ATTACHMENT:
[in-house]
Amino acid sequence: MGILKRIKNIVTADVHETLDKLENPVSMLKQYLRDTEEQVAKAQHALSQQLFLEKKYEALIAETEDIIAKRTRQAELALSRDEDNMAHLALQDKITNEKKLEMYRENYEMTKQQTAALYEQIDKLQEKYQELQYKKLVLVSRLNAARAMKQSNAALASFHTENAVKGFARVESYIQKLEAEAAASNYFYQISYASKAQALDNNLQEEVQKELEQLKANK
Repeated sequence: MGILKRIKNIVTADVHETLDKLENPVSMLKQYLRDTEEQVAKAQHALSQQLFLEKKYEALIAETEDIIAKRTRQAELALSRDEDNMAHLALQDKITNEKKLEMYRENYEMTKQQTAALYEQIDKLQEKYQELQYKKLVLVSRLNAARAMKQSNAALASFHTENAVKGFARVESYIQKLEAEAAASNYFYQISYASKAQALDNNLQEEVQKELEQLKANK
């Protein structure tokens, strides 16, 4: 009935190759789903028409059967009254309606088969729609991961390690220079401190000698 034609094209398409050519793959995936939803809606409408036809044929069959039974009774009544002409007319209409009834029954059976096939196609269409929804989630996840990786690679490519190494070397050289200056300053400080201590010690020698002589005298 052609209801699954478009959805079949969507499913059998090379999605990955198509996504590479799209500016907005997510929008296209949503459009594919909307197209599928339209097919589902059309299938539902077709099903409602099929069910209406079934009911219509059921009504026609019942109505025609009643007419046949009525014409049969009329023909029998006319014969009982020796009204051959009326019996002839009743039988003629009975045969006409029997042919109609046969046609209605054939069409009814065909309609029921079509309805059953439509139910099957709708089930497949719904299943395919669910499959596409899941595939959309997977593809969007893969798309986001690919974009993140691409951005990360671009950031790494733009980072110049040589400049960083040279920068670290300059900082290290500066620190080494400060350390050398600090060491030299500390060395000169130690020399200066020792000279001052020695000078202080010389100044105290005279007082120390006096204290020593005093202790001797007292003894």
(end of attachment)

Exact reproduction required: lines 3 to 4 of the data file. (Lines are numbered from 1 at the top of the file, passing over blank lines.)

Repeated sequence: MGILKRIKNIVTADVHETLDKLENPVSMLKQYLRDTEEQVAKAQHALSQQLFLEKKYEALIAETEDIIAKRTRQAELALSRDEDNMAHLALQDKITNEKKLEMYRENYEMTKQQTAALYEQIDKLQEKYQELQYKKLVLVSRLNAARAMKQSNAALASFHTENAVKGFARVESYIQKLEAEAAASNYFYQISYASKAQALDNNLQEEVQKELEQLKANK
């Protein structure tokens, strides 16, 4: 009935190759789903028409059967009254309606088969729609991961390690220079401190000698 034609094209398409050519793959995936939803809606409408036809044929069959039974009774009544002409007319209409009834029954059976096939196609269409929804989630996840990786690679490519190494070397050289200056300053400080201590010690020698002589005298 052609209801699954478009959805079949969507499913059998090379999605990955198509996504590479799209500016907005997510929008296209949503459009594919909307197209599928339209097919589902059309299938539902077709099903409602099929069910209406079934009911219509059921009504026609019942109505025609009643007419046949009525014409049969009329023909029998006319014969009982020796009204051959009326019996002839009743039988003629009975045969006409029997042919109609046969046609209605054939069409009814065909309609029921079509309805059953439509139910099957709708089930497949719904299943395919669910499959596409899941595939959309997977593809969007893969798309986001690919974009993140691409951005990360671009950031790494733009980072110049040589400049960083040279920068670290300059900082290290500066620190080494400060350390050398600090060491030299500390060395000169130690020399200066020792000279001052020695000078202080010389100044105290005279007082120390006096204290020593005093202790001797007292003894």